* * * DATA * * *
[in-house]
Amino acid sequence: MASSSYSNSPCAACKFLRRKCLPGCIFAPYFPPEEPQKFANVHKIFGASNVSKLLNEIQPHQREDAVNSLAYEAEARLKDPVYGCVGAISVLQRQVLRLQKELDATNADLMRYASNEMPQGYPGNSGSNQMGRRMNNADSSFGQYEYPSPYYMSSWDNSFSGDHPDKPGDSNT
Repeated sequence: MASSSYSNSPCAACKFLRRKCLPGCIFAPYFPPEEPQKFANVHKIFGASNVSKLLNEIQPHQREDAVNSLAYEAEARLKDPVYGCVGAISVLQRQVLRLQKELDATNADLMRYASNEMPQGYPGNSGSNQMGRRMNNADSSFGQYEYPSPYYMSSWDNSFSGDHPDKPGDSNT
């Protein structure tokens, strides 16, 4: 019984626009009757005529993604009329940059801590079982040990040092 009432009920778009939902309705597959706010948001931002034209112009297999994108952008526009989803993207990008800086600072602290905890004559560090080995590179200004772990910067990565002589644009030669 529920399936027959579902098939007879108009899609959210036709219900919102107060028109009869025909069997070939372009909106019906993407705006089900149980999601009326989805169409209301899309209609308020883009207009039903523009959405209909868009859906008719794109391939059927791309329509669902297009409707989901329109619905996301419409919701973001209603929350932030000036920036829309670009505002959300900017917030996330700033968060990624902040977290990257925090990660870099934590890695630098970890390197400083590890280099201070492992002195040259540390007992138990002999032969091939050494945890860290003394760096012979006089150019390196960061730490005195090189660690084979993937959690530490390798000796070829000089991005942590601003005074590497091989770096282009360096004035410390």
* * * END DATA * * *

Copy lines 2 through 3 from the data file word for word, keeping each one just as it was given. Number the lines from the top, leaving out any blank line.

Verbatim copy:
Amino acid sequence: MASSSYSNSPCAACKFLRRKCLPGCIFAPYFPPEEPQKFANVHKIFGASNVSKLLNEIQPHQREDAVNSLAYEAEARLKDPVYGCVGAISVLQRQVLRLQKELDATNADLMRYASNEMPQGYPGNSGSNQMGRRMNNADSSFGQYEYPSPYYMSSWDNSFSGDHPDKPGDSNT
Repeated sequence: MASSSYSNSPCAACKFLRRKCLPGCIFAPYFPPEEPQKFANVHKIFGASNVSKLLNEIQPHQREDAVNSLAYEAEARLKDPVYGCVGAISVLQRQVLRLQKELDATNADLMRYASNEMPQGYPGNSGSNQMGRRMNNADSSFGQYEYPSPYYMSSWDNSFSGDHPDKPGDSNT